Beach front Resorts of the Costa del Sol
A guide to the resorts towns of the Costa del Sol, as you drive to Malaga from Gibraltar, Spain.
Sotogrande is found within the province of Cadiz and is situated near the Straits of Gibraltar which can offer quiet beaches and coves although the hustle and bustle of the Costa del Sol is only half an hour away. It is within easy reach of Malaga, Marbella, Cadiz and Gibraltar.
Sotogrande is an exclusive sports and residential development which has developed over the last 30 years. It is a quiet area based around a substantial marina which will have over 1,000 berths once the second phase is completed. Sotogrande is also home to the famous Valderrama golf club as well as many others.
Sotogrande is an all year round resort offering golf, sailing and tennis with lots of good bars, restaurants and large hotels for relaxing and enjoying the atmosphere.
Estepona is a coastal town on the Costa del Sol which, despite its expansion, has maintained its character and ‘old town’ feel. There are still numerous places where one can find traditional Spanish food amongst the narrow cobbled streets.
Estepona has good, sandy beaches but is also within easy reach of Puerto de la Duquesa and also close enough to visit some of the lovely inland towns and villages such as Gaucin, Casares and Genalguacil. It is just an hours drive to Malaga from Estepona. The Plaza de las Flores and the Clock Tower (Torre de Reloj) are attractive places to visit within the town and there is a popular market on Wednesdays. There are many golf courses in the area which makes it a popular destination as well as the fact that the average temperature is 18C.
The port and harbour are just a short walk from the town centre and is mainly centred around fishing although there are modern marina facilities and aside from the market in the town centre on Wednesdays, it also has its own market on a Sunday.
Just a few kilometres to the west of Marbella, Puerto Banus is famous for its marina full of luxury yachts as well as offering expensive bars, restaurants and designer shops. The beach, the Playa Levante, is to the north of the town and is very clean, long and wide. There is a market on Saturdays near the bullring. Puerto Banus has a busy nightlife with a wide choice of bars, clubs or discos to visit, or maybe you just want to sit in the open air with a meal and a drink and watch the world go by.
Marbella is probably one of the most well known resorts along the Costa del Sol. It has a wonderful climate with over 3000 hours of sunshine per year. It is close to Malaga airport, has an impressive yacht harbour and many golf courses within easy reach.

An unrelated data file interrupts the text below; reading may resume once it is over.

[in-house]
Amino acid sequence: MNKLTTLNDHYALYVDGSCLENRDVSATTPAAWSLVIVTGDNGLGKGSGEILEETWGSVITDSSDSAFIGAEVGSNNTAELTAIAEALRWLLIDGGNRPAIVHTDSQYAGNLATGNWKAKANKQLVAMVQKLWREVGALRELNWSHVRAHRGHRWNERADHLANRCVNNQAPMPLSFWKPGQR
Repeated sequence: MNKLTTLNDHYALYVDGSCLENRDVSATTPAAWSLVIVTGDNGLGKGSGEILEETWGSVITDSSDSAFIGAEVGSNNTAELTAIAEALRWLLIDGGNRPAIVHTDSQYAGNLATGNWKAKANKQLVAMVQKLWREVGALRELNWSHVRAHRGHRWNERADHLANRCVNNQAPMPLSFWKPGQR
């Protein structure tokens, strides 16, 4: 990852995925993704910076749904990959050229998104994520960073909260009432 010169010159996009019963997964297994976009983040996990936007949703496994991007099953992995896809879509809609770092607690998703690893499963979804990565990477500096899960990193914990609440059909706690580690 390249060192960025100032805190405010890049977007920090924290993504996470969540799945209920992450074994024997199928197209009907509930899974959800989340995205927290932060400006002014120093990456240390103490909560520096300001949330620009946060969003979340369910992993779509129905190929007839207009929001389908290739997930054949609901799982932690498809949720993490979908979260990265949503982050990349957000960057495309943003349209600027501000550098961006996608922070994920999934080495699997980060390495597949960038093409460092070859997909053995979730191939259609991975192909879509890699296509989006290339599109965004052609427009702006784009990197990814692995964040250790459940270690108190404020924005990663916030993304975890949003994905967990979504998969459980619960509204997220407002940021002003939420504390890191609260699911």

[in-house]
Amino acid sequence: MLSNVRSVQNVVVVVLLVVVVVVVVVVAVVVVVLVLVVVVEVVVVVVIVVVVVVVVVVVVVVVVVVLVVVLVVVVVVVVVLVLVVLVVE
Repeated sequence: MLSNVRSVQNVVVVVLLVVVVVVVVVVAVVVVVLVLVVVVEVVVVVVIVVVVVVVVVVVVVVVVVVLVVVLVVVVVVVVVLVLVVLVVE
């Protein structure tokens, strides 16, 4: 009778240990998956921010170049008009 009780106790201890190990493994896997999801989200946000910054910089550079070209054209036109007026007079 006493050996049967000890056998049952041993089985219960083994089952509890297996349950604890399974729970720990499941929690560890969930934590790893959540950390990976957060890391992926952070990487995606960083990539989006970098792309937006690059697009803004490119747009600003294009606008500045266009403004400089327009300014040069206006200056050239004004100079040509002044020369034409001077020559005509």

Away from the glamour of the harbour area the old town still retains some character. The Plaza de los Naranjos (Orange Square) is a popular place to take a breather before setting off to explore the many streets and alleyways full of shops selling anything from local produce and crafts to designer clothing.
El Fuerte and El Fontanilla are two of the largest beaches in Marbella or you may just wish to take a stroll along the promenade, the Avenida del Mar.
Lots of people choose to holiday in Marbella because of the busy nightlife which offers a wide variety of bars, restaurants, clubs, theatres and cinemas to suit everyone. There are many quality hotels to choose from as well as numerous self catering apartments and villas.
Fuengirola is a coastal town on the Costa del Sol situated partway between Malaga and Marbella. It has been a popular tourist resort since the 1960’s to the extent that tourism has now replaced fishing as the main industry. It has a lot of high rise hotels and apartments adjacent to the long, sandy beaches although it is still possible to find smaller, more traditional accommodation. It is a very busy resort, full of entertainment in the summer months but can also be the ideal place to visit out of season when it is much quieter. Fuengirola is truly an international resort with approximately 25% of its inhabitants coming from other countries, although in the summer it is still very popular with the Spanish and British alike.
Fuengirola offers all the facilities which you would expect to find in a major tourist resort as well as a zoo, Zoologico de Fuengirola, an Arabic Castle, the bullring and open parks. The old port is still used by local fishermen and the sports marina can provide berths for boats of all sizes.
Two of the suburbs of Fuengirola Los Boliches and Torreblanca are worth visiting. In Torreblanca there are thermal baths and in Los Boliches the remains of a Roman villa can be seen. Los Boliches also has its own beaches and is a little bit quieter than Fuengirola itself.